Special Exhibition of Coal Mines in Miaoli’s Hakka Villages

The Miaoli area is rich in coal resources and is one of the regions in Taiwan with abundant self-produced energy resources. During the 1950s and 1960s, when Taiwan's industrialization took off, coal-fired power plants gradually became the mainstay of power generation, with coal being an important primary energy source that provided heating energy for brick and porcelain industries in Miaoli. However, after fuel costs fell in 1968, the first world energy crisis in 1974, and three major mining disasters in 1984, these coal mines gradually ceased operations. After all these mines were shut down, Miaoli's coal industry finally entered into history in 1995.

Special Exhibition of Coal Mines in Miaoli’s Hakka Villages

Working in a mine is a memory shared by many elders in the hilly Hakka villages. Now that the mines have been shut down, it is hard for the younger generation to know what happened at that time. This special exhibition displays photos taken from 1936 to 1994. Through these precious old photos, we can get a glimpse of the once glorious mining industry.

Mining communities

Coal mines were once an important pillar of Taiwan's economy, and the sweat the miners shed there had provided income for countless families. Through the bits and pieces of the mines recorded by the lens, we can see the various unremitting efforts made by the ancestors of Hakka villages for their families under the difficult circumstances.

The interior of the exhibition 1

The Township of Coal Mines── Nanzhuang

The coal mines in Nanzhuang Township of Miaoli are rich in reserves and high in quality. The coal industry began to develop during the Japanese colonial era and it was a very important coal-producing town in Taiwan. At the peak of coal mining, the number of miners in the Nanzhuang area exceeded 10,000, and the miners also brought a large number of family members, making Nanzhuang a very lively and busy town.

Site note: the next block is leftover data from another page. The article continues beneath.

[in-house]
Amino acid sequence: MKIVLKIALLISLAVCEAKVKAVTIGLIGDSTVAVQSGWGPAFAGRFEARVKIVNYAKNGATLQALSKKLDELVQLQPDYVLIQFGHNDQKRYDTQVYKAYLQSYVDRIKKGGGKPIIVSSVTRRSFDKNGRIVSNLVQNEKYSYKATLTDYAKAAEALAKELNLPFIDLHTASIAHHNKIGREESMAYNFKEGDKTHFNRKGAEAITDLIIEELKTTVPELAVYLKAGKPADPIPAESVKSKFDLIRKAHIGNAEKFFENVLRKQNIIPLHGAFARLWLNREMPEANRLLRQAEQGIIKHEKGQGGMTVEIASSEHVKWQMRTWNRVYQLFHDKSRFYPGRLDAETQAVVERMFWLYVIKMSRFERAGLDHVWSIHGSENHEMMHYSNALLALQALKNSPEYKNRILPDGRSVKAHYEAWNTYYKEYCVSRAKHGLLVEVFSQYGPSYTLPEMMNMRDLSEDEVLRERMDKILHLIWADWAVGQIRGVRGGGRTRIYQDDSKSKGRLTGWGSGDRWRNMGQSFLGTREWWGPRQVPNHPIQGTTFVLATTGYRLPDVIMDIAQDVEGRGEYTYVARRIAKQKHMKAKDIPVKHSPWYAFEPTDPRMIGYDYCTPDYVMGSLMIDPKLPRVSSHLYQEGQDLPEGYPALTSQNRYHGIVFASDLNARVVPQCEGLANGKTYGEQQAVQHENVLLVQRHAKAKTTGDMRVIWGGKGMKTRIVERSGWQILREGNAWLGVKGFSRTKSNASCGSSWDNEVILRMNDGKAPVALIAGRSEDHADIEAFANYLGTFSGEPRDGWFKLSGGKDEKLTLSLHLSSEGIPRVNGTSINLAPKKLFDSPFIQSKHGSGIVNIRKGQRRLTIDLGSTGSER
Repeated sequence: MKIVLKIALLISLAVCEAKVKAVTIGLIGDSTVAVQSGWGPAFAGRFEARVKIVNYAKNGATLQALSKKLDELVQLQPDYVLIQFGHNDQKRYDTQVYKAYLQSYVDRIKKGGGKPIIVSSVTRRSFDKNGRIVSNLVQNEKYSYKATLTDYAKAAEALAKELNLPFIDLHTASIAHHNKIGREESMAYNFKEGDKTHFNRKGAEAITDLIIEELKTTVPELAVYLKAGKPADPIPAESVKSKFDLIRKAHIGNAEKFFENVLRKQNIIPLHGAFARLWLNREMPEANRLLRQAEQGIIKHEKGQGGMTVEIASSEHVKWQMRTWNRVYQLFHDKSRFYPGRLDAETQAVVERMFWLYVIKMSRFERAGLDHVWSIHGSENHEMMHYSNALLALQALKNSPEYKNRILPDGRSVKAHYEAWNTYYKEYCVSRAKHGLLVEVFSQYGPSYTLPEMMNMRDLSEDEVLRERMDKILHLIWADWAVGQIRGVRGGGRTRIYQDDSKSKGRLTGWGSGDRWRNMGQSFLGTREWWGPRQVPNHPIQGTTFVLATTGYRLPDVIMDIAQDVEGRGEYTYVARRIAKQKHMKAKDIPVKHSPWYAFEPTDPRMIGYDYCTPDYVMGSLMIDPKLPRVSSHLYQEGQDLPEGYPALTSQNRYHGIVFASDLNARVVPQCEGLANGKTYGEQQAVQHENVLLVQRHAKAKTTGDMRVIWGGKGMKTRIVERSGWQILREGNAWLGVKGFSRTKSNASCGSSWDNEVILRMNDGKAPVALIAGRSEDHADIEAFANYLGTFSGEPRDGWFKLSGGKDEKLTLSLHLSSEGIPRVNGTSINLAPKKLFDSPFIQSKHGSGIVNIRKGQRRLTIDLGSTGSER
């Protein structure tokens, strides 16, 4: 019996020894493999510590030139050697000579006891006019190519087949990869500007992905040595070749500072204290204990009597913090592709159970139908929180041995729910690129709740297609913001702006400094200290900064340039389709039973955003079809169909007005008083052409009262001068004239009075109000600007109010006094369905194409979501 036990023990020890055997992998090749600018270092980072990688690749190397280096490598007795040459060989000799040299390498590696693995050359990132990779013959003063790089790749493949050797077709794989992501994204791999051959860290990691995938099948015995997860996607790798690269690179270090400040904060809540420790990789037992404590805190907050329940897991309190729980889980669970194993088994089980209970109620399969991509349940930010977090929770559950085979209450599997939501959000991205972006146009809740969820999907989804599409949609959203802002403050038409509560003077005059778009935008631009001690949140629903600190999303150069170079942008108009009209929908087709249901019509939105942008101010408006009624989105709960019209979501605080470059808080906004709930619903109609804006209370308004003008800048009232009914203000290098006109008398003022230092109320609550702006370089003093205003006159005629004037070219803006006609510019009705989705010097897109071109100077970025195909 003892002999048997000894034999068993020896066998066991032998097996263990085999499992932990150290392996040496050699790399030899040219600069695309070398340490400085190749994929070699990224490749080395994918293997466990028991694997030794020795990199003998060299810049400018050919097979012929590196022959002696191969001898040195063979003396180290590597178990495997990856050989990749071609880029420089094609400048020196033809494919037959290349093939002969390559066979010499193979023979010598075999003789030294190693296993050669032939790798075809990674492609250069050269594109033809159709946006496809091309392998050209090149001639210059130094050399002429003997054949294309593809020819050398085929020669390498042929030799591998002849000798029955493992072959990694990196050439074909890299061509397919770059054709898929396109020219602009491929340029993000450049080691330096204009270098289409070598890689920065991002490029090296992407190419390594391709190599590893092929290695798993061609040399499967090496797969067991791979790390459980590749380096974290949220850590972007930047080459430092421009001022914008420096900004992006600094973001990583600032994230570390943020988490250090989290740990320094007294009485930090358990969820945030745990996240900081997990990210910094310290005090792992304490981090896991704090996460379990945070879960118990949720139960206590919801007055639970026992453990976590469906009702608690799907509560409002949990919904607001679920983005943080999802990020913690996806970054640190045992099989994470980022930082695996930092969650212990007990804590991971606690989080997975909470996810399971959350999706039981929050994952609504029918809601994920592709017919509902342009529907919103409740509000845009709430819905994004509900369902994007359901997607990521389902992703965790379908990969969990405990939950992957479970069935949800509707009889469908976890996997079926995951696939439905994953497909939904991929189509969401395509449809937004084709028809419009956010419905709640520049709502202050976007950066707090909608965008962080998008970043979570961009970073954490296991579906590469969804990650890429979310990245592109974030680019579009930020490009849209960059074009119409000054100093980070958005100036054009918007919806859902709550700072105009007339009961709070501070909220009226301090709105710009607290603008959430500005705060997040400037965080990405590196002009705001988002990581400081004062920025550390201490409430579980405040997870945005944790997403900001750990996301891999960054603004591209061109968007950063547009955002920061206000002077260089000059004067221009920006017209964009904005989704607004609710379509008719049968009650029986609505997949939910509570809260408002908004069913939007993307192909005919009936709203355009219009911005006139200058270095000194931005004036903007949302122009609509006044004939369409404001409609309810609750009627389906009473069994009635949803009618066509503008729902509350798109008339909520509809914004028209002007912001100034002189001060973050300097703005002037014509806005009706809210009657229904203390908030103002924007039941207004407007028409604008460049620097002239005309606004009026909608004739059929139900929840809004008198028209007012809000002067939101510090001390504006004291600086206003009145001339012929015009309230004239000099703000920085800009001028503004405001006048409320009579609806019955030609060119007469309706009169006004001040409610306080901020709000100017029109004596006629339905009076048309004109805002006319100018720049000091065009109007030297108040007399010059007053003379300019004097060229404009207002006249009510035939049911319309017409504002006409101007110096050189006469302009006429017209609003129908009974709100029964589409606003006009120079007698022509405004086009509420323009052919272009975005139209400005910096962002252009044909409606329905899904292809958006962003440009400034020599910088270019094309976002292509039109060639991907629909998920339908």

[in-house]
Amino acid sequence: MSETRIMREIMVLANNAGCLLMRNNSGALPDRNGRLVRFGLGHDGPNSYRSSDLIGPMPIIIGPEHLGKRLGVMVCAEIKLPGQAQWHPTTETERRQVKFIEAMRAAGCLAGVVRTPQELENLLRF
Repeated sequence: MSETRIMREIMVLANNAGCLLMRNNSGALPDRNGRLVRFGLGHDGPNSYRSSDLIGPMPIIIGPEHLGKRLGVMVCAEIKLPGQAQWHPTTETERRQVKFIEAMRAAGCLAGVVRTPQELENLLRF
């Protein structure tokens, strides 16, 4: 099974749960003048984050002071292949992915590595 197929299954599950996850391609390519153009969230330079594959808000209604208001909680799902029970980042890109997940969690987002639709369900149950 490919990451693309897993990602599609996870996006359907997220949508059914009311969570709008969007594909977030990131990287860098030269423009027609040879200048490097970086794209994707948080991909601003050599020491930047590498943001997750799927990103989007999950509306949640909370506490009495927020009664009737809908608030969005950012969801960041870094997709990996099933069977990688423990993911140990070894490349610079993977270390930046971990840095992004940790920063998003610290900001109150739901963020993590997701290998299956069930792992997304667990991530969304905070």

Hometown of Oil Mines--Chuhuangkeng

Located in the south of Gongguan Township, Miaoli County, "Chuhuangkeng" was the first place where oil and gas were discovered in Taiwan. It was in Chuhuangkeng that the first oil well in Asia was drilled in 1861. During the late Qing Dynasty, Miaoli’s oil and gas production even triggered the coveting of British and American powers. It reached the peak of oil production during the period of Japanese rule (1895-1945). At present, the Chuhuangkeng oil and gas field is still being drilled and developed, and it can be said to be one of the oldest oil fields in the world that are still in production.

Life in the Mining Areas

With the decline of the mining areas, the hardship and bitterness of working in deep mines got buried in the memories of the old miners. Working in a mine is perilous and miners rarely see any daylight. In addition to having to face the possibility of losing their life every time they entered the pit, and not knowing whether they would be lucky enough to come out alive, miners also must endure the unimaginable high temperature caused by geothermal heat, the dirty air and environment, as well as the many risks of occupational diseases. Therefore, mining areas have their special work style, beliefs, taboos and culture. This exhibition sheds light on the details of what it was like to work in the mining area, while also showing different aspects of the life of early miners.

The interior of the exhibition 2